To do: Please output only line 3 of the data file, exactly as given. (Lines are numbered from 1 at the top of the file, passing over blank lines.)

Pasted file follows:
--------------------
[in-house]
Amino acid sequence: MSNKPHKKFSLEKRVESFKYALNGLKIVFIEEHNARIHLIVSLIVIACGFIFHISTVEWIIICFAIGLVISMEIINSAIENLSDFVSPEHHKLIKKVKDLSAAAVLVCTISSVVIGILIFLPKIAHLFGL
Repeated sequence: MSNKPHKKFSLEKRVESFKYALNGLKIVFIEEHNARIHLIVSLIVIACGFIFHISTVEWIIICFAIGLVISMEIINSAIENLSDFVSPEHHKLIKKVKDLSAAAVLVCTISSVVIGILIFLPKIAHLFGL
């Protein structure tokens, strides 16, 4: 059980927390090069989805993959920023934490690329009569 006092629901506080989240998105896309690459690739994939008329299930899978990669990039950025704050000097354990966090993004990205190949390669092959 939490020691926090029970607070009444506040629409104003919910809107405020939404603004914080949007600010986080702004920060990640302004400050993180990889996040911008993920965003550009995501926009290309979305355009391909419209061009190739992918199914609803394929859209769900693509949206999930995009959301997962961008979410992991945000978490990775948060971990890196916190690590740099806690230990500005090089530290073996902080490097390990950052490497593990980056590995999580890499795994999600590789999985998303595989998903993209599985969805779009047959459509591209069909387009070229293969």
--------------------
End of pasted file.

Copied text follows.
Repeated sequence: MSNKPHKKFSLEKRVESFKYALNGLKIVFIEEHNARIHLIVSLIVIACGFIFHISTVEWIIICFAIGLVISMEIINSAIENLSDFVSPEHHKLIKKVKDLSAAAVLVCTISSVVIGILIFLPKIAHLFGL